Building a Barn with Green Lumber

by Jim Taylor
(New Hampshire)

I'm interested to find out if I can build a post and beam barn out of fresh cut timber harvested on sight. It would be used for a small family farm with horses, goats, chickens, pig.

Thank you,

Jim

Hi Jim,

Thank you for your question, the answer is it depends. We use green lumber in our barn kits, but we choose a specific species (White Pine) that seasons very well, it doesn't bend, warp, or twist as much as others and it shrinks very little, and any cracks from drying are very small.

Other species such as hardwoods like oak, maple, hickory, elm, etc. all have different properties but all of them can be used "green."

The important thing with any of these species is to handle them correctly so that they dry slowly. All of the bad things that happen to wood happen because moisture is removed too quickly.

It is a bad idea to kiln dry your timbers for timber framing. Kiln drying is too quick for large timbers. They will loose strength and may crack, bend, or warp.

Of course the best thing to do is to air dry your timbers over time, but it can take as much as 6 months per inch of thickness to completely season your timbers. Who has time for that?

Of course if your barn is already built then your timbers can dry in place, that is the way that they did it 100 years ago. The barn builders and farmers of old would do all of their cutting in the winter, not only because everything was frozen and easier to get to but also because the trees were dormant. It was the time of year when there was the least amount of sap in the tree. If you start out with a dryer tree than you will have less trouble dealing with moisture when you build.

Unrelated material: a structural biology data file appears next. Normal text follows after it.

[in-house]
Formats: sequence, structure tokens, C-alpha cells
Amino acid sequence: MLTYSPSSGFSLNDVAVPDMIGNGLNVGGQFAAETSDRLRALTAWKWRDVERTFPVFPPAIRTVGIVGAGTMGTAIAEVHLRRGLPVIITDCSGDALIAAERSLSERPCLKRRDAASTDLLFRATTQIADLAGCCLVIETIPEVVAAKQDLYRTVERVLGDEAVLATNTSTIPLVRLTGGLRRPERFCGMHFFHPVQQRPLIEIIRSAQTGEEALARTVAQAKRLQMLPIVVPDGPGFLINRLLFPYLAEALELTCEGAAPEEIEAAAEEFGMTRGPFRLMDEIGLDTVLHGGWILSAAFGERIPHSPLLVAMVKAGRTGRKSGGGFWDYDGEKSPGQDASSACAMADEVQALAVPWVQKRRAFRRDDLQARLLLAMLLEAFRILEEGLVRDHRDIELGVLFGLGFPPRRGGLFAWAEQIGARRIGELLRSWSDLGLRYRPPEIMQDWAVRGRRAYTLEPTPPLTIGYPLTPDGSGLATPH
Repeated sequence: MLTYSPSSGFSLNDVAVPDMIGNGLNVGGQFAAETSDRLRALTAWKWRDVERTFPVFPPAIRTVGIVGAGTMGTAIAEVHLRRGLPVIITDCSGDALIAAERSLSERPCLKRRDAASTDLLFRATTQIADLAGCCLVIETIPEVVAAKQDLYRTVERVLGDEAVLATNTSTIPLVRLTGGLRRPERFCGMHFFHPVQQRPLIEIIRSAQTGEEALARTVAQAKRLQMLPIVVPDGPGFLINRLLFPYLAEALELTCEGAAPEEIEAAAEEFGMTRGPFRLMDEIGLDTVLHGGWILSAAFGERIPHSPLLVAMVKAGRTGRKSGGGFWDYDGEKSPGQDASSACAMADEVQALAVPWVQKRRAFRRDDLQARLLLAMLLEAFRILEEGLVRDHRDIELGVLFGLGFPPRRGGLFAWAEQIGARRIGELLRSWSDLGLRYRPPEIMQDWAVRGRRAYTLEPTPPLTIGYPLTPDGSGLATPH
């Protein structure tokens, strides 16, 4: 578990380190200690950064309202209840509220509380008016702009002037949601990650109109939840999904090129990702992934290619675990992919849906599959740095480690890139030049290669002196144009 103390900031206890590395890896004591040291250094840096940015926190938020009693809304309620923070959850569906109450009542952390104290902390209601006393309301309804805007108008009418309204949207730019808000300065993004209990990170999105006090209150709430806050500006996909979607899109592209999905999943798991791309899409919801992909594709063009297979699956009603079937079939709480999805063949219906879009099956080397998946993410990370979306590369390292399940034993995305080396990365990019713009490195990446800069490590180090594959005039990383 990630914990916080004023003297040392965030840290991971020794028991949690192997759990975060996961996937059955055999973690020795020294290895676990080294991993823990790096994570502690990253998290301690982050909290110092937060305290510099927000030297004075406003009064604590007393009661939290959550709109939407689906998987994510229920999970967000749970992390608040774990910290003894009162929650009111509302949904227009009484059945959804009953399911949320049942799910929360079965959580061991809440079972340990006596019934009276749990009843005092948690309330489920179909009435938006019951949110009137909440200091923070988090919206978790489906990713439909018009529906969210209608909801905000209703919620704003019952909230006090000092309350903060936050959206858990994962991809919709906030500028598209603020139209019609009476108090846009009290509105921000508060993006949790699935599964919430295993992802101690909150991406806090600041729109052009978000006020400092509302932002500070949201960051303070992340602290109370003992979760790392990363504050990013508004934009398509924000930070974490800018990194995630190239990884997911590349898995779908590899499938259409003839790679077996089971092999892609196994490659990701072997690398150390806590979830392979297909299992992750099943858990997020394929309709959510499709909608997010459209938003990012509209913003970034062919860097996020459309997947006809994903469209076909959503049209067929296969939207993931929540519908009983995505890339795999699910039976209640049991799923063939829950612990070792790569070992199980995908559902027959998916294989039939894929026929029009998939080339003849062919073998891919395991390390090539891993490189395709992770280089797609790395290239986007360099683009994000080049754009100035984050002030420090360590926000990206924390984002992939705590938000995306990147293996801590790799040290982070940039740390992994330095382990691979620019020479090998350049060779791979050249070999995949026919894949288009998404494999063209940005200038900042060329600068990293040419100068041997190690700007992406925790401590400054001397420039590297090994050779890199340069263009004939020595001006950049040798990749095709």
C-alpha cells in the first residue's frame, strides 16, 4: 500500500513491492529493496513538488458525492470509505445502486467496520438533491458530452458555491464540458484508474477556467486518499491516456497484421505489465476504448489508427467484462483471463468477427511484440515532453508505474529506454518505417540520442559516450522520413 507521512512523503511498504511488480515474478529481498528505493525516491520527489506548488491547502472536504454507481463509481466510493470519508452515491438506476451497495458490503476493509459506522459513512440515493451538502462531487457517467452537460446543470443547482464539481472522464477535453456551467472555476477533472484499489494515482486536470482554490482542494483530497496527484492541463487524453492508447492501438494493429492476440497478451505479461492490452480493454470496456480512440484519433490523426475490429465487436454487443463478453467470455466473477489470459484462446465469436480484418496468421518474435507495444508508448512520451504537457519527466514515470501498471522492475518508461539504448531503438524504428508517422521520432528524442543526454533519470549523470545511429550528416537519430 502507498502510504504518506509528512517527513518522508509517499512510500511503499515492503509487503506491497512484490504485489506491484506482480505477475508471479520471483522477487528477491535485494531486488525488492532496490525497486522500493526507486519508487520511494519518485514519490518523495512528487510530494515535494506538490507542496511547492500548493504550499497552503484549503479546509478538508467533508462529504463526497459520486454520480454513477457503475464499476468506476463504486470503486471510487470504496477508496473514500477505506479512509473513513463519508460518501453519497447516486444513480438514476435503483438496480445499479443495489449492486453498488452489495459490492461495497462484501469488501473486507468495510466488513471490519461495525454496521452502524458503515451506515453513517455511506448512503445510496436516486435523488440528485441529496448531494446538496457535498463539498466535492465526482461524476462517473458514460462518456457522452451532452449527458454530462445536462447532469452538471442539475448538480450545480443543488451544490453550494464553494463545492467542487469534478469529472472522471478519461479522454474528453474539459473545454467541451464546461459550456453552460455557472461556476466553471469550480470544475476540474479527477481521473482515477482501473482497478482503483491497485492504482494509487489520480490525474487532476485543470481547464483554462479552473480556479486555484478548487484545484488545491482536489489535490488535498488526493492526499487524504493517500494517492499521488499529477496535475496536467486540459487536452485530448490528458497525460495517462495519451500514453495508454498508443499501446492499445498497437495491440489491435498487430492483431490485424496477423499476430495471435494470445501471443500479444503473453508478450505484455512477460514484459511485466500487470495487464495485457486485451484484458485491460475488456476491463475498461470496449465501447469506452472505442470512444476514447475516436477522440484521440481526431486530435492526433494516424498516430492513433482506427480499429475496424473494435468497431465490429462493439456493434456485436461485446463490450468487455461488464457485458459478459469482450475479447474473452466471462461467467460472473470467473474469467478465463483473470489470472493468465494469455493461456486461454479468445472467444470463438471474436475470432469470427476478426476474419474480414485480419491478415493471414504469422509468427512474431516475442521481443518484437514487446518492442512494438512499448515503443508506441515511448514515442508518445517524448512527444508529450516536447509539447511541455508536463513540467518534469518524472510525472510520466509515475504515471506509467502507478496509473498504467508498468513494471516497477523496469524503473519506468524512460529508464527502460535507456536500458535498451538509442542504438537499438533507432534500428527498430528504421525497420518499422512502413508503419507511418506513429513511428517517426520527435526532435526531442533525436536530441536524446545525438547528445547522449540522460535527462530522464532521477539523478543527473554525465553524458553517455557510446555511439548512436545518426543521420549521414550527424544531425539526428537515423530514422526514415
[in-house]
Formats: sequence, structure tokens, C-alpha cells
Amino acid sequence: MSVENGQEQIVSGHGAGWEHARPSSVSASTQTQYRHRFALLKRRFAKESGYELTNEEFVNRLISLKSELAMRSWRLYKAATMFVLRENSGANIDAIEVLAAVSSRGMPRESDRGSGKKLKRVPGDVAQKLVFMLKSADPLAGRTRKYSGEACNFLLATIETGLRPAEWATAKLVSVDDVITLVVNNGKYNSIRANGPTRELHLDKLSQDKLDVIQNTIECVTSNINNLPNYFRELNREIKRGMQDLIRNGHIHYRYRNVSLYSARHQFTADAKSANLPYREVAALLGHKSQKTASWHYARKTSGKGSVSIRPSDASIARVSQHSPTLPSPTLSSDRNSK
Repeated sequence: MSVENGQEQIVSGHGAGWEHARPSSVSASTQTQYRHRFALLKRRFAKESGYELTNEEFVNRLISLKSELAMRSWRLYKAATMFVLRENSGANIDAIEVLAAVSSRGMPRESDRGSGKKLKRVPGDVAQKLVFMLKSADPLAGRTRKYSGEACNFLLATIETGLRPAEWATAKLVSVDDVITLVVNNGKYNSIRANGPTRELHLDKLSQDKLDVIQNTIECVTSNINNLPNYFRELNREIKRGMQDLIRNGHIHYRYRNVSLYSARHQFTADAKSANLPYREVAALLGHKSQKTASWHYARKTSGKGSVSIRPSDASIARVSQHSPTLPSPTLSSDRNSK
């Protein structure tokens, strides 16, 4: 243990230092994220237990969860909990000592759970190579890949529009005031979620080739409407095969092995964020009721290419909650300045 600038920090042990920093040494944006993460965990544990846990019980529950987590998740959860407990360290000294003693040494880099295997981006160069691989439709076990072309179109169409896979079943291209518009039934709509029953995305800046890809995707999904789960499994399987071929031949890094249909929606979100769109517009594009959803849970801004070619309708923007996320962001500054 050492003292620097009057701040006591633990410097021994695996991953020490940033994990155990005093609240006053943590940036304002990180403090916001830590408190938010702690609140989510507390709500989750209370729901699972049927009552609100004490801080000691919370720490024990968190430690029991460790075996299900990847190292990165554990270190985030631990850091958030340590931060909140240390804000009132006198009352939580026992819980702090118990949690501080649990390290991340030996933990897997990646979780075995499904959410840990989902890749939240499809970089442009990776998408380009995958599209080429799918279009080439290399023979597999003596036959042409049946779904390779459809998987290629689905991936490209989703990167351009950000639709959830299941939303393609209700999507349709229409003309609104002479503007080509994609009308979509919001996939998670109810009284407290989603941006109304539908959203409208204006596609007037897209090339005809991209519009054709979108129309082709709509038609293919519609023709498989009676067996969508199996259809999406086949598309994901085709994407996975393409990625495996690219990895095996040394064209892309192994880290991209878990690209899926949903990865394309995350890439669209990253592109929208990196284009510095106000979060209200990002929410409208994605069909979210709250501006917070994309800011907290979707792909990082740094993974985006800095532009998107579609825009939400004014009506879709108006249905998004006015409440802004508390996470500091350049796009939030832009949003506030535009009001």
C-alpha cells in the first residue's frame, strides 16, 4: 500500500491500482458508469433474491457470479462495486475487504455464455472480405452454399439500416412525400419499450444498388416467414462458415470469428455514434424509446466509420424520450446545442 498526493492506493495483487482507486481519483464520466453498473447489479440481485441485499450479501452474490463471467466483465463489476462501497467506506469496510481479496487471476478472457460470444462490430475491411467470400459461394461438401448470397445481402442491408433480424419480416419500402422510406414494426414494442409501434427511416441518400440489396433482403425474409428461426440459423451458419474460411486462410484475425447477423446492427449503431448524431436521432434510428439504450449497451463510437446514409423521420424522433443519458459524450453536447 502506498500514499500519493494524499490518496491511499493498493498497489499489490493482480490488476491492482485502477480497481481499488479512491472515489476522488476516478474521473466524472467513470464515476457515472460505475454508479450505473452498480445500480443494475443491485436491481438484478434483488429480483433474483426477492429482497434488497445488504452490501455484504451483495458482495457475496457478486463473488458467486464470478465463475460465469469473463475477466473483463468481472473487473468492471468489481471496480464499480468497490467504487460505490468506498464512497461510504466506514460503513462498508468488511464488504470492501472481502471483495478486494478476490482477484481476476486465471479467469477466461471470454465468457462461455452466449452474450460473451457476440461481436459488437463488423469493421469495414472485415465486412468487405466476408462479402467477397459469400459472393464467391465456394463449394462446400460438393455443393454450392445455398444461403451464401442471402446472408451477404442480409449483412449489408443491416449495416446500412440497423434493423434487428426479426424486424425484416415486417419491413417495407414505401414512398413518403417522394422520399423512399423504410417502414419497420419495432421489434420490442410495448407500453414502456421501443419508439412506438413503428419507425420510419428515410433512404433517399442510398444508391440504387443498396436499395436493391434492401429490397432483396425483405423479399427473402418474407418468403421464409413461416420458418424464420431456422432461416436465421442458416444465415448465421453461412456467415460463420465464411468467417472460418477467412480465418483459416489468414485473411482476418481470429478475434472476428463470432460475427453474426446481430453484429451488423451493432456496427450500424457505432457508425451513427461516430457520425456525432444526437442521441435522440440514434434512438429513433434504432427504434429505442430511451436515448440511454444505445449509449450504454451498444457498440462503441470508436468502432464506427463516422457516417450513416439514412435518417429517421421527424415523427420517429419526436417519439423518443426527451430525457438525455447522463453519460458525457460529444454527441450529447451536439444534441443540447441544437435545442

Once you have cut your trees down in the winter, you can either start sawing them into square timbers or store them by stacking them off the ground. If you are using hardwood you will want to paint the fresh cut ends to prevent them from drying too fast. If they dry to fast the ends may crack and you could end up with a foot or more of waste on either end.

Anytime you need to store your lumber for more than a week or so, you will want to stack it with one inch by one inch sticks called "stickers" between each layer of lumber. Place the stickers 3' apart starting at one end of the layer ending at the other end.

You can find more information in my book.

http://www.barngeek.com/how-to-build-a-barn-book.html

Another great book, an one I highly recommend is called A Timber Framers Workshop. It can be found on Amazon.


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 ***Please note: Our full barn kits are only available within a limited shipping area.  We are sorry if you are out of that shipping area, we are working on solutions for you that would include, hardware packages, templates for cutting your own timbers, lists of local timber suppliers, lists of local contractors, etc.  Sign up for our newsletter to keep up to date on the progress of these resources.  



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